New Mexico vs. San Jose State Preview: Keys For A Lobos Win

New Mexico vs. San Jose State Preview: Keys For A Lobos Win

Mountain West Football

New Mexico vs. San Jose State Preview: Keys For A Lobos Win


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New Mexico vs. San Jose State Preview: Keys For A Lobos Win

Lobos finally get their season to start its season.

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Home games turns to road for New Mexico

New Mexico has to travel on the road to get to play a game their first game of the year against the Spartans, after last week's away game against CSU was canceled.

WEEK 9: New Mexico Lobos (0-0) vs. San Jose State Spartans (1-0)

WHEN: Saturday, October 31 — 4:00 PM PT/5:00 PM MT

WHERE: CEFCU Stadium; San Jose, California (game relocated from Albuquerque, NM)


STREAMING: Fans can sign up to receive a free one-week trial of FuboTV, including FS1, by following this link. You can also click here to find more information on accessing the channel via different platforms.

RADIO: The New Mexico broadcast can be found in and around Albuquerque on 770 AM (KKOB). The San Jose State broadcast can be found on 90.5 FM (KSJS) in and around San Jose and on the flagship KDOW (1220 AM and 96.3 FM) out of Palo Alto. You can also find the audio broadcast on TuneIn.

SERIES RECORD: San Jose State leads the series 13-5-1. In the last meeting on October 4, 2019, the Spartans defeated the Lobos, 32-21, in San Jose.

LAST WEEK: San Jose State defeated Air Force at home, 17-6. New Mexico’s game against Colorado State was canceled.

WEBSITES: |, the official New Mexico athletics website, the official San Jose State athletics website 

GAME NOTES (PDF): San Jose State | New Mexico 

You really have to feel for the Lobo football team having last week’s game against CSU in Fort Collins canceled and now having to go on the road against San Jose State.

This will be the first game of the year under new head Lobo Coach Danny Gonzales.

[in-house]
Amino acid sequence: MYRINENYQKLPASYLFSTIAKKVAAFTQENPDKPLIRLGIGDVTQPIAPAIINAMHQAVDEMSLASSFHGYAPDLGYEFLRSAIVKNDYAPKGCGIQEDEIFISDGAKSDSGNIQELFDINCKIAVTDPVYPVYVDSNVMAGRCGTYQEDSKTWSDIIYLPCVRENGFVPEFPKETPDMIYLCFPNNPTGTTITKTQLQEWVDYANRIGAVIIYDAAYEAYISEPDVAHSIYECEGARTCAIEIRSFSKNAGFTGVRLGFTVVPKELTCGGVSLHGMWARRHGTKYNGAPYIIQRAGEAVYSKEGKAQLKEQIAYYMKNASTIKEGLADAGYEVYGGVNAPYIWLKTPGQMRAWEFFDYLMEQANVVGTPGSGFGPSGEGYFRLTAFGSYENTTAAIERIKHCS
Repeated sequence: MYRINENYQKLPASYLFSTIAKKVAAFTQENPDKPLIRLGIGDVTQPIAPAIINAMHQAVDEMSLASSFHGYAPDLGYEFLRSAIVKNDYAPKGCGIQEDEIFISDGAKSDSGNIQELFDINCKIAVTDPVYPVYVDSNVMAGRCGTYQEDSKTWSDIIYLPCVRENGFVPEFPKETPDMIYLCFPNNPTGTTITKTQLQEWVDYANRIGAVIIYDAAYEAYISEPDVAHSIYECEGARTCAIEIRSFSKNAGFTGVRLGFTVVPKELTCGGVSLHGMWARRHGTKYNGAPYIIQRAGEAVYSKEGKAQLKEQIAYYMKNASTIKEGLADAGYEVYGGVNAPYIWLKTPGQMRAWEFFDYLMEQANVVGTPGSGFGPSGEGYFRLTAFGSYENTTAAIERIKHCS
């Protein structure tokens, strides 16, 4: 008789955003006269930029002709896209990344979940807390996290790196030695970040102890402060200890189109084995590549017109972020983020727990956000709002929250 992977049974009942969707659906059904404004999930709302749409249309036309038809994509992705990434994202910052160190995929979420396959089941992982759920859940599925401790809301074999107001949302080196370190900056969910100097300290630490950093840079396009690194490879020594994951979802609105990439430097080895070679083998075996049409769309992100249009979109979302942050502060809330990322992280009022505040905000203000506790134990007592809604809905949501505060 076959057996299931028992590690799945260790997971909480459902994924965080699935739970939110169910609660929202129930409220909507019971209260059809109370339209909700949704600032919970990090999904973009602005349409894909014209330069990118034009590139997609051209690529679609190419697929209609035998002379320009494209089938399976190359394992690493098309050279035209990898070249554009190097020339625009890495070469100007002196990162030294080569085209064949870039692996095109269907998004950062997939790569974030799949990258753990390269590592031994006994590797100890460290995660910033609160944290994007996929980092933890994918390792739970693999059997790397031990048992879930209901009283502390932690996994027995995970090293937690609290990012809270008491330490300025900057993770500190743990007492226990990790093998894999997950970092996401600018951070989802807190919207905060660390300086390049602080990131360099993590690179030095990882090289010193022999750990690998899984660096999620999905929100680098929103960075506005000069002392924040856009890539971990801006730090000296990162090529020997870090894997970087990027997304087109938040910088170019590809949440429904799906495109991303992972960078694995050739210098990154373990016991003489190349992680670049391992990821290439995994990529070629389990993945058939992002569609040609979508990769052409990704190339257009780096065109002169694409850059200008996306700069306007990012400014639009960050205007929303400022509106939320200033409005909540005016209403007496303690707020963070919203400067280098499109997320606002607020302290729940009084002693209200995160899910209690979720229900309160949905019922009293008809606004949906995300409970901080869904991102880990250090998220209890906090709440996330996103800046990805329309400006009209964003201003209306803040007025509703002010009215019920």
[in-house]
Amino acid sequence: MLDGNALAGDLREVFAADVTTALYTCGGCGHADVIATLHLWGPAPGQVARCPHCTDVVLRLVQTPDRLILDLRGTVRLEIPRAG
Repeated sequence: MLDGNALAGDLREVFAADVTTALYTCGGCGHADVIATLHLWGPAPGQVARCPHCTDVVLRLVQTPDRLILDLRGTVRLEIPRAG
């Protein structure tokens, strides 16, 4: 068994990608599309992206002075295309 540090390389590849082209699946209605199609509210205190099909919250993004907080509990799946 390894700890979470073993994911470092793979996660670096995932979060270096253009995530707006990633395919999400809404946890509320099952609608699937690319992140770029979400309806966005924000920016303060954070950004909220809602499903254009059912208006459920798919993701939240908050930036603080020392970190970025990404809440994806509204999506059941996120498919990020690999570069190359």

This team has jumped through so many hoops even to compete on the gridiron this year. 

With that being said, Coach Gonzales has said more than once in his pressers how excited he is just for his team to finally compete, considering all the ups and downs this year with the pandemic COVID-19. 

“We are thankful to everyone that worked behind the scenes to give our team an opportunity to compete,” New Mexico coach Danny Gonzales said. “We are excited to take the field and represent this city and this state, and we hope all of New Mexico watches on Saturday.”

As the state of New Mexico struggles to contain the Covid-19 virus, the decision was made to play at San Jose State instead of a home game in Albuquerque.

This decision was made a week after the Lobos were forced to cancel its season opener against the Colorado Sate Rams due to the prevalence of COVID-19 cases in Bernalillo County in Albuquerque. 

Because the University of New Mexico has made plans to play its first game on the road in San Jose State this Saturday, as California moved to a restricted list for travel with Covid-19, the UNM football team would have to quarantine for 14 days upon their return. 

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“Right now, we’re moving forward with plans to play the game (Saturday at San Jose State), and we’re exploring multiple scenarios for what we will need to do next week and beyond,” Athletic Director Nuñez told the Albuquerque Journal. 

Here’s how the Lobos can defeat San Jose State

Great play from Rocky Long’s aggressive 3-3-5 defense. 

The Lobos have got to get the solid play upfront by the defensive front to give the Lobos a chance to win the game, solid play by the secondary, and their linebackers playing very physical. 

Rocky Long’s defenses of past teams he has coached to fly at the ball, play physical old school football to cause turnovers and try to impose their will on the offense. 

With this being the first game for the Lobos with lots of new pieces, adapting fast will be very important for the Lobos. Can the Lobo play at the level that both Gonzales and Long expect? 

Jerrick Reed II, a solid playmaker with 51 tackles in 2019, is the top tackler returning for the Lobos defense.

Devon Sanders, who sacked the quarterback 1.5 times last season, returns to wreak havoc on opposing offenses.